Archaeologists have found that pigeons were drawn to people 3,000 years ago

(ORDO NEWS) — After studying a fresco in an ancient Egyptian palace, scientists drew attention to the image of a rock dove, which, given the context of the fresco and the natural range of this species, should not have been present on it.

In 1924, during excavations in Amarna in Egypt, where the ruins of the capital of the pharaoh Akhenaten are located, they discovered the palace of Meritaten, the daughter of the pharaoh and the great queen Nefertiti.

Many of its rooms were richly decorated, but the so-called Green Room attracted particular attention of researchers: the walls in it were painted with frescoes depicting the wild nature of the papyrus swamp.

The detailing of the fresco is striking: all plants and animals are depicted in the smallest detail, and even in their present damaged state (the result of an unsuccessful attempt to conserve the fresco in 1926) are recognizable enough to be identified down to the species.

Previously, scientists have already identified kingfishers and pigeons, but this time British researchers were able to identify wagtails and shrikes still found in the vicinity of Amarna.

However, they were especially interested in the drawings of pigeons, because the dove depicted does not live in papyrus swamps: it is an inhabitant of the rocks in the desert, located outside the Nile Valley.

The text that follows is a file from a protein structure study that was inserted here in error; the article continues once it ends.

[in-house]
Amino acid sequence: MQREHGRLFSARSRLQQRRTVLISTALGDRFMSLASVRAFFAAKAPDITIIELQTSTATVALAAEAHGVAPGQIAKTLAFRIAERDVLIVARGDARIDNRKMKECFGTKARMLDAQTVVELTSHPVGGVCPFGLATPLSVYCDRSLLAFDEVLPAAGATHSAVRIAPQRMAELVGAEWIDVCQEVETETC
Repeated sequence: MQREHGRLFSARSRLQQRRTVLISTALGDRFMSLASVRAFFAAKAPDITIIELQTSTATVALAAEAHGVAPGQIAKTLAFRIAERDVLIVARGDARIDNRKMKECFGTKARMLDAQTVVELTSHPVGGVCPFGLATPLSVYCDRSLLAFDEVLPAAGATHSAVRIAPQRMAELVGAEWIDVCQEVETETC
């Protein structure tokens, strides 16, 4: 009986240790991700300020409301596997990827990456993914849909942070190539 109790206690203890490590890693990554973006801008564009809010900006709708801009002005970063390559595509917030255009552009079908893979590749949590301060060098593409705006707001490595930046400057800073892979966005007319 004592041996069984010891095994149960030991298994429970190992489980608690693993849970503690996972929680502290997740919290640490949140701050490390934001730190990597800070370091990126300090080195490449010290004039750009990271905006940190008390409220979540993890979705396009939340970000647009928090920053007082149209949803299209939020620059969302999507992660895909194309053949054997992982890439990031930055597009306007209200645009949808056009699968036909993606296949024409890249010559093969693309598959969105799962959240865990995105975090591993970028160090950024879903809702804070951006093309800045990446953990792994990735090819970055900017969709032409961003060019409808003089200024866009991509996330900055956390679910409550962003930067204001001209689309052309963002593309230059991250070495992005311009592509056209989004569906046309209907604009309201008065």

Scientists suggest that pigeons have been drawn to people since ancient times and, like in modern cities, they willingly settled in places atypical for their species, if this provided easy access to food – grain grown by man.

However, it is possible that the creators of the fresco depicted pigeons simply as “wild birds in general”, not paying attention or deliberately ignoring their range.

Archaeologists have found that pigeons were drawn to people 3 000 years ago
Even after three millennia, the work of the artist cannot but delight

According to archaeologists, the inhabitants of the palace could use the Green Room as a place to relax: images of similar rooms were found in which women gathered together to communicate and play music.

In this case, the general “atmosphere” of the fresco – the wild, untamed nature of the swamp – was more important than the realism of the image.

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